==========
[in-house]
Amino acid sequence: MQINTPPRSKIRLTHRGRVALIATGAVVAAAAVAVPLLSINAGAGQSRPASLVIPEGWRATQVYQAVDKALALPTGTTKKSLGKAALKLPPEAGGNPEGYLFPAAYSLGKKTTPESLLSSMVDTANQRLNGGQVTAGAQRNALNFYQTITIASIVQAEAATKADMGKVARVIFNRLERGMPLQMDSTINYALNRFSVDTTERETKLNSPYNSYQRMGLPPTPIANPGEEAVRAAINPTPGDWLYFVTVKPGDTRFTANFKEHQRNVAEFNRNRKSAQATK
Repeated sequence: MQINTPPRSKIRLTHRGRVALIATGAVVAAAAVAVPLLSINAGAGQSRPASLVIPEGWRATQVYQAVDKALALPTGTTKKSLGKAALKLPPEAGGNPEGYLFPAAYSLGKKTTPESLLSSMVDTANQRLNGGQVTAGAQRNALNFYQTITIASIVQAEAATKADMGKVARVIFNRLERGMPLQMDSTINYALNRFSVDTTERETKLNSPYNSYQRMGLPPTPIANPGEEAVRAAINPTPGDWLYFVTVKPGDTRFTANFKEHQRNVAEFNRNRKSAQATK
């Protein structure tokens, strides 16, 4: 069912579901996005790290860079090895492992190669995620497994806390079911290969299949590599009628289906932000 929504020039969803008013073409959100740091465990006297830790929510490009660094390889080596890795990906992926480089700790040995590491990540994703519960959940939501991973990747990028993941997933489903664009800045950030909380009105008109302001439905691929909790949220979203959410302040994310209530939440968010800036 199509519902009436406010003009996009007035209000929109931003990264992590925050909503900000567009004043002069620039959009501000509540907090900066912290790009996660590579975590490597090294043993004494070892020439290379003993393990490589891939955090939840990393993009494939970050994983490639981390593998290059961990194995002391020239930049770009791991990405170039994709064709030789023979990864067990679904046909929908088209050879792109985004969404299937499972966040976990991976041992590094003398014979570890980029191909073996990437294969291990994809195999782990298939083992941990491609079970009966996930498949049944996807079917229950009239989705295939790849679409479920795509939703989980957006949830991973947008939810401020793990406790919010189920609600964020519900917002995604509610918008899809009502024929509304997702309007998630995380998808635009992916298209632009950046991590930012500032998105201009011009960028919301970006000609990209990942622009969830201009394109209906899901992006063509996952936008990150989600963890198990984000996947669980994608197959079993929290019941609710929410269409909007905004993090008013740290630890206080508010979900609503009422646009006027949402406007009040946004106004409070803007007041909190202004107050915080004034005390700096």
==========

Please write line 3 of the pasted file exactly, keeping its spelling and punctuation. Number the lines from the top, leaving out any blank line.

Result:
Repeated sequence: MQINTPPRSKIRLTHRGRVALIATGAVVAAAAVAVPLLSINAGAGQSRPASLVIPEGWRATQVYQAVDKALALPTGTTKKSLGKAALKLPPEAGGNPEGYLFPAAYSLGKKTTPESLLSSMVDTANQRLNGGQVTAGAQRNALNFYQTITIASIVQAEAATKADMGKVARVIFNRLERGMPLQMDSTINYALNRFSVDTTERETKLNSPYNSYQRMGLPPTPIANPGEEAVRAAINPTPGDWLYFVTVKPGDTRFTANFKEHQRNVAEFNRNRKSAQATK